A Vivifying Spirit
LIVING SOUL is not a suitable expression by which to describe Him Who emptied Himself from the form of God. It is true that He took the form of a slave, yet neither that form, nor yet its associations, are the measure by which to view Him in His tabernacling amongst Israel (John. 1:14). Another expression must be used to indicate that this One, though coming to be in the likeness of humanity, was still the Word of God, in Whom was life (John. 1:4, 1 John. 1:1-2).
Subsequently, the truth concerning our Saviour comes to be that the entire complement of the Deity is dwelling bodily in Him. And its delight is to dwell in Him. His obedience has added lustre to that which hitherto was glorious. Philosophy would despoil us. It cannot despoil Him. Our completeness is in Him. The glory which was His, even in His humiliation, should ever be contained in our faith and in our comprehension. In His humiliation, He had His own capacity whereby to glorify His God and Father. This needs to be, so that He may faithfully and effectively use the further powers which His Father placed in His hands for His ministry to Israel. We perceive the glory of His own spirit from the constant repeating of the word "straightway" to describe the character and the quality of His service as the Ideal Servant of God. This we have in Mark's account, where we are without genealogy or expression as to this One Who is serving.
When the term "man" is used of Him Who was born of Mary, it has not the mere features of ordinary usage. It was due to His birth that He came to be in the position when the term could be adapted and augmented for us in reference to Him. As a Man, He was a vivifying spirit rather than a living soul. This makes Him the spiritual Man, able to glorify His Father by fullest obedience.
Into this One, born of Mary, there is focussed His past fame and glory, yet emptied of the form of God. Because He vacated the form of God, He was not manifested to Israel as the Image of God, yet He was the only- begotten God, unfolding His Father (John. 1:18). By His humiliation He was to acquire glory, but the character of this further glory was not an increase in Himself of intrinsic glory. Rather did the acquired glory enable His prior glory to function with new virtue, whereby He reconciles all to His Father. This is a resultant glory: it removes from humanity's position before God the unapproachability to Him, due to the entry of sin. Because of this acquired glory, He becomes the First out of the dead.
Christ's flesh was human, but His spirit was divine, being a spirit of holiness. This is His constitution in the days of His flesh. He spoke also of His soul (notably in John. 10:15,17), yet, in His case, both flesh and soul were subordinate to His spirit. This is the basis upon which He is termed "a vivifying spirit." All these details should ever be remembered of Him, whether we think of Him walking in Israel, or when in the tomb awaiting the rousing and vivifying by His Father, or even afterwards when He presents Himself alive to the apostles whom He had previously chosen, through Holy Spirit. Moreover, to these we need to add that, prior to all such details, He existed in the form of God. His vacating of the form of God did not sever Him from His Own self, and His personality, when in the flesh, retained its celestial origin.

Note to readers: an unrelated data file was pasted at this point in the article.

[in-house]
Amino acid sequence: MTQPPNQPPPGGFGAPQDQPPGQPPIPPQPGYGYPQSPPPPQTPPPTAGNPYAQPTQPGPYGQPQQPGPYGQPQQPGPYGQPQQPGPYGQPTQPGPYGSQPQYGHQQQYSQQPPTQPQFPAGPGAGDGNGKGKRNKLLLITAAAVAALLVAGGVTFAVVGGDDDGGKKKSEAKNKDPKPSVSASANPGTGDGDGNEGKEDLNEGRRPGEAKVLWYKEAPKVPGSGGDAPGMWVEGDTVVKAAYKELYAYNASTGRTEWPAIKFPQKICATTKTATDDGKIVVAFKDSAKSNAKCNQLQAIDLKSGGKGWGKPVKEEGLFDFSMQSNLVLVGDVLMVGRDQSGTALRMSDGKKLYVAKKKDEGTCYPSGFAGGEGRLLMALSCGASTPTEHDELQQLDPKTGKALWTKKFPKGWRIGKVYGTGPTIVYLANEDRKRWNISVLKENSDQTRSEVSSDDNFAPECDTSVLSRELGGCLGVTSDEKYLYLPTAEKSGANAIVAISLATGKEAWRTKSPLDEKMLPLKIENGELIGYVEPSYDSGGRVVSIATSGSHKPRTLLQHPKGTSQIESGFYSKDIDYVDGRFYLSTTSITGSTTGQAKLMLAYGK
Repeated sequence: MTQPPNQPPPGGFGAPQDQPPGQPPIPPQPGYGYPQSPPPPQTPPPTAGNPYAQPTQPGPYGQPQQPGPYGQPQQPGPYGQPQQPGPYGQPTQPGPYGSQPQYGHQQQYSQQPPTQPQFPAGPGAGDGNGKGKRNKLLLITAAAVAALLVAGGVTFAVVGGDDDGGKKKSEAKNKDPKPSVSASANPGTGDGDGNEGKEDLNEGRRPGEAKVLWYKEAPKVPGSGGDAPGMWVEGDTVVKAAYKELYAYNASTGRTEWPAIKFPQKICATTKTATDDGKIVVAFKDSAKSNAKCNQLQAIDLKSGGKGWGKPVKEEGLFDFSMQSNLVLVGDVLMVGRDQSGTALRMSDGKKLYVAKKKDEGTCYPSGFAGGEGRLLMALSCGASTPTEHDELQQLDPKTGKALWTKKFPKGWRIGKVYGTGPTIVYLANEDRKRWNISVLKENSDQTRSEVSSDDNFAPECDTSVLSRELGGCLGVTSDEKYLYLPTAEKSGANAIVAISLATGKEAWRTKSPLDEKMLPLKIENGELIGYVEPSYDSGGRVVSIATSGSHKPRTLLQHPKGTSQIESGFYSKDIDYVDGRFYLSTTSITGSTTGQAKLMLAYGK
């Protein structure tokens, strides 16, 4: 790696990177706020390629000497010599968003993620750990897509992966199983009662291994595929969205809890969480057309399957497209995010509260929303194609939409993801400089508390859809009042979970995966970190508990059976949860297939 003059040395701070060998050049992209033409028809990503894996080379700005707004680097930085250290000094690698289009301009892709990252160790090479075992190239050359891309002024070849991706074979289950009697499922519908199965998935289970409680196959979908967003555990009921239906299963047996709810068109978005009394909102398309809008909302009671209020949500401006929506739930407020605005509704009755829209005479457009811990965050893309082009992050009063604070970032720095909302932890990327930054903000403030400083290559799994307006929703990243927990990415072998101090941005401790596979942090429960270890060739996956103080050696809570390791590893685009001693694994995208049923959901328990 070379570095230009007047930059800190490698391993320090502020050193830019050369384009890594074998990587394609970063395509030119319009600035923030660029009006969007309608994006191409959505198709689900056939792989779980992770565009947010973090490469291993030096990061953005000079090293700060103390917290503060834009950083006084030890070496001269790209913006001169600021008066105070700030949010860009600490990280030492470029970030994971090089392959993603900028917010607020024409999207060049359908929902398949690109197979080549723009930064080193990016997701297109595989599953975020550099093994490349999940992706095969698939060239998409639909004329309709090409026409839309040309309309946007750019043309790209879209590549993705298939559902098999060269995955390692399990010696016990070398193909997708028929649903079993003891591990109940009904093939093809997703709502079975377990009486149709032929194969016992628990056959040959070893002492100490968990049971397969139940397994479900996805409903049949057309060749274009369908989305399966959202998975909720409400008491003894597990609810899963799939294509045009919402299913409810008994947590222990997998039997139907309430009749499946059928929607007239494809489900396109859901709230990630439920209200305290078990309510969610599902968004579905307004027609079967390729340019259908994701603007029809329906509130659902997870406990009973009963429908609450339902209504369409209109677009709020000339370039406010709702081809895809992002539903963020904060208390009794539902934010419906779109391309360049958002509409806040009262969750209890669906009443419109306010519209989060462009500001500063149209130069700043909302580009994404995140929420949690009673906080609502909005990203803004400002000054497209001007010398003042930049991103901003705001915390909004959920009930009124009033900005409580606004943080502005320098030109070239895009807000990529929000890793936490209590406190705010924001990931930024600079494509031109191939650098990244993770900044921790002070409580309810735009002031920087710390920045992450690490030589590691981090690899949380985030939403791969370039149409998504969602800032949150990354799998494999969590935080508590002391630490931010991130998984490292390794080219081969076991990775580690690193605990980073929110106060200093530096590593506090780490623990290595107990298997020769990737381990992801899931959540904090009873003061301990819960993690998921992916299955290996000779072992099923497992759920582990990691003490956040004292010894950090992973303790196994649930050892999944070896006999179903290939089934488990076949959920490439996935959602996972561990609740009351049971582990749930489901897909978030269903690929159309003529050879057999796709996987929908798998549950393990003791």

During the period of the adapting, we must realise that all was in the hands of His Father. Then He was becoming a vivifying spirit. Yet, prior to His becoming flesh, He was God's Son. This fact is retained in the adapting of a body to Him by His Father. This is signified by the word "spirit" in the expression "vivifying Spirit." In this way He came to be full of grace and truth, as an only-begotten from the Father, Whose glory the believer in Israel gazed at (John. 1:14). In this way He became some bit inferior to messengers. But the possibility around this "some bit inferior" really gave added glory, via the suffering of death which became possible for Him.
To require evidence, plain and positive, that our Lord was a vivifying Spirit, when living and walking in Israel, needs much discriminating care, for to what feature shall we look in the records for that period for such a subjective matter? We must not seek the proof in His rousing of the dead during His ministry. What He was, in Himself, is more prominently in point in His living before Israel as the obedient Son of God, testifying concerning His Father. He speaks those words which His Father gives Him to speak. Yet there were works which He sees His Father doing, these He does in the power of Holy Spirit, for they testify to His commissioning by His Father. In His ministry He was also perfecting the works of His Father (John. 4:34 - 5:36). It was at the finishing of the works, given to Him by His Father (John. 17:4), that the virtue of the glory resident in the Lord Jesus Himself comes into fullest prominence. This finishing rested upon His personal glory. It was accomplished (John. 19:30) when He gave up His soul, committing His Spirit to His Father. And He did this after His God had forsaken Him.
His Own personal glory, that is, what He was as God's Son, though complementing the works and the words of His ministry, actually contributed the virtue to His death. His obedience went right up to the point immediate to His death, when He lets out His spirit, committing it to His Father. That obedience not only faced the manner of death, but it was engaged in whilst He was possessed of spirit which constituted Him a vivifying Spirit. Moreover, as a vivifying Spirit, He had the flawless quality which qualified Him to be made the sin offering (2 Cor. 5:21).
God gave not the spirit by measure to Him (John. 3:34), yet this plenitude of spirit speaks of His commissioning by God. It is distinct from His personal glory, and does not describe directly the worthiness of what our Lord truly became in the adapting of a body to Him. His obedience to death takes its true measure of glory when we see Him as having life in Himself. Life in Himself, even as the Father, is the expression which affords the virtue behind His death. In giving up His soul, and letting out His spirit, He gave Himself for us.